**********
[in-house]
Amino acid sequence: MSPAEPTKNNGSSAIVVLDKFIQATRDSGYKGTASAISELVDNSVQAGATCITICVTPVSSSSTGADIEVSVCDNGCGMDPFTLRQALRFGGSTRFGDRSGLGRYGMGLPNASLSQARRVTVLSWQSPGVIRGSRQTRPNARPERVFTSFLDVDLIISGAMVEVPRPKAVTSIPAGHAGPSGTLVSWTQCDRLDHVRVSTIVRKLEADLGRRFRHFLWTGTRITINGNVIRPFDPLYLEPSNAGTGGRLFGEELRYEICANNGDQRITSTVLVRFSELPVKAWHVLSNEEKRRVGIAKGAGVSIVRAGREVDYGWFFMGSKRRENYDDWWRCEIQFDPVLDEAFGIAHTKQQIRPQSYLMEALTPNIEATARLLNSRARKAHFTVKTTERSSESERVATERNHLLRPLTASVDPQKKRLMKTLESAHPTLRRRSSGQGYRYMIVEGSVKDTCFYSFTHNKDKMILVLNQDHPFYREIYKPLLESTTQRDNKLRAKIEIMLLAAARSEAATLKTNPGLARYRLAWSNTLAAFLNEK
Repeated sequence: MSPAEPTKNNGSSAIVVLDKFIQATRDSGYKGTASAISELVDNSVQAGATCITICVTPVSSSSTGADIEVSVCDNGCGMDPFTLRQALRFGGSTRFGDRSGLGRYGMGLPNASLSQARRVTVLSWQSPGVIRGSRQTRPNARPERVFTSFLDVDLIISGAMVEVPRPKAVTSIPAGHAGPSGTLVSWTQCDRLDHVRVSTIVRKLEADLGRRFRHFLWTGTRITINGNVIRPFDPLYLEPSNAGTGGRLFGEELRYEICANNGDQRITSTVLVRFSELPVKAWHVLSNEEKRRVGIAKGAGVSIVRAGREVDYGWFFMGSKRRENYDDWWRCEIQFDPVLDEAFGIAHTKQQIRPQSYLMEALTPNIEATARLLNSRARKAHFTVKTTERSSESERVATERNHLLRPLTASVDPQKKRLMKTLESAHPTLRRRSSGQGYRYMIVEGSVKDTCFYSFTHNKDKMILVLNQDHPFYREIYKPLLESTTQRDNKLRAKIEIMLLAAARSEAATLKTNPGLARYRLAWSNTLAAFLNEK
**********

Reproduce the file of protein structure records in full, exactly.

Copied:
[in-house]
Amino acid sequence: MSPAEPTKNNGSSAIVVLDKFIQATRDSGYKGTASAISELVDNSVQAGATCITICVTPVSSSSTGADIEVSVCDNGCGMDPFTLRQALRFGGSTRFGDRSGLGRYGMGLPNASLSQARRVTVLSWQSPGVIRGSRQTRPNARPERVFTSFLDVDLIISGAMVEVPRPKAVTSIPAGHAGPSGTLVSWTQCDRLDHVRVSTIVRKLEADLGRRFRHFLWTGTRITINGNVIRPFDPLYLEPSNAGTGGRLFGEELRYEICANNGDQRITSTVLVRFSELPVKAWHVLSNEEKRRVGIAKGAGVSIVRAGREVDYGWFFMGSKRRENYDDWWRCEIQFDPVLDEAFGIAHTKQQIRPQSYLMEALTPNIEATARLLNSRARKAHFTVKTTERSSESERVATERNHLLRPLTASVDPQKKRLMKTLESAHPTLRRRSSGQGYRYMIVEGSVKDTCFYSFTHNKDKMILVLNQDHPFYREIYKPLLESTTQRDNKLRAKIEIMLLAAARSEAATLKTNPGLARYRLAWSNTLAAFLNEK
Repeated sequence: MSPAEPTKNNGSSAIVVLDKFIQATRDSGYKGTASAISELVDNSVQAGATCITICVTPVSSSSTGADIEVSVCDNGCGMDPFTLRQALRFGGSTRFGDRSGLGRYGMGLPNASLSQARRVTVLSWQSPGVIRGSRQTRPNARPERVFTSFLDVDLIISGAMVEVPRPKAVTSIPAGHAGPSGTLVSWTQCDRLDHVRVSTIVRKLEADLGRRFRHFLWTGTRITINGNVIRPFDPLYLEPSNAGTGGRLFGEELRYEICANNGDQRITSTVLVRFSELPVKAWHVLSNEEKRRVGIAKGAGVSIVRAGREVDYGWFFMGSKRRENYDDWWRCEIQFDPVLDEAFGIAHTKQQIRPQSYLMEALTPNIEATARLLNSRARKAHFTVKTTERSSESERVATERNHLLRPLTASVDPQKKRLMKTLESAHPTLRRRSSGQGYRYMIVEGSVKDTCFYSFTHNKDKMILVLNQDHPFYREIYKPLLESTTQRDNKLRAKIEIMLLAAARSEAATLKTNPGLARYRLAWSNTLAAFLNEK